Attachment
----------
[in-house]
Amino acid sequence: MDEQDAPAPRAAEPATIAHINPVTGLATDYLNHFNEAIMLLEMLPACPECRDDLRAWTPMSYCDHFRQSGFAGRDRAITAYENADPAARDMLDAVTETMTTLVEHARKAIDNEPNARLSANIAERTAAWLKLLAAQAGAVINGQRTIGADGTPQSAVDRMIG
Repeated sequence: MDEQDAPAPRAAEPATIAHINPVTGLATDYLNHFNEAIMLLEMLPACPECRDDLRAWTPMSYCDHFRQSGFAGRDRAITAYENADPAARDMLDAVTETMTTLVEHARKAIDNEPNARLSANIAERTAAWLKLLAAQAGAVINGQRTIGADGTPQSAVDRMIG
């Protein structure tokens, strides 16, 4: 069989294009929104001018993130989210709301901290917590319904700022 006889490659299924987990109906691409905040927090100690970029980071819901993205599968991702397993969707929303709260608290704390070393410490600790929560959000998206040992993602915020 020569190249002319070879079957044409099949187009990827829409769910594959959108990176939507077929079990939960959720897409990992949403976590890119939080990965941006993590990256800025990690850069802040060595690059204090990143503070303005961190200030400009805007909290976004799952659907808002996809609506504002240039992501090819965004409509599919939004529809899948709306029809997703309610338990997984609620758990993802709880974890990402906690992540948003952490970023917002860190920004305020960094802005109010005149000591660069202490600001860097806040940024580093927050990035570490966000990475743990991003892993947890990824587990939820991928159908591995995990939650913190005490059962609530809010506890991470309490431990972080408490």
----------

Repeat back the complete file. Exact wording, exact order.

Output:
[in-house]
Amino acid sequence: MDEQDAPAPRAAEPATIAHINPVTGLATDYLNHFNEAIMLLEMLPACPECRDDLRAWTPMSYCDHFRQSGFAGRDRAITAYENADPAARDMLDAVTETMTTLVEHARKAIDNEPNARLSANIAERTAAWLKLLAAQAGAVINGQRTIGADGTPQSAVDRMIG
Repeated sequence: MDEQDAPAPRAAEPATIAHINPVTGLATDYLNHFNEAIMLLEMLPACPECRDDLRAWTPMSYCDHFRQSGFAGRDRAITAYENADPAARDMLDAVTETMTTLVEHARKAIDNEPNARLSANIAERTAAWLKLLAAQAGAVINGQRTIGADGTPQSAVDRMIG
């Protein structure tokens, strides 16, 4: 069989294009929104001018993130989210709301901290917590319904700022 006889490659299924987990109906691409905040927090100690970029980071819901993205599968991702397993969707929303709260608290704390070393410490600790929560959000998206040992993602915020 020569190249002319070879079957044409099949187009990827829409769910594959959108990176939507077929079990939960959720897409990992949403976590890119939080990965941006993590990256800025990690850069802040060595690059204090990143503070303005961190200030400009805007909290976004799952659907808002996809609506504002240039992501090819965004409509599919939004529809899948709306029809997703309610338990997984609620758990993802709880974890990402906690992540948003952490970023917002860190920004305020960094802005109010005149000591660069202490600001860097806040940024580093927050990035570490966000990475743990991003892993947890990824587990939820991928159908591995995990939650913190005490059962609530809010506890991470309490431990972080408490």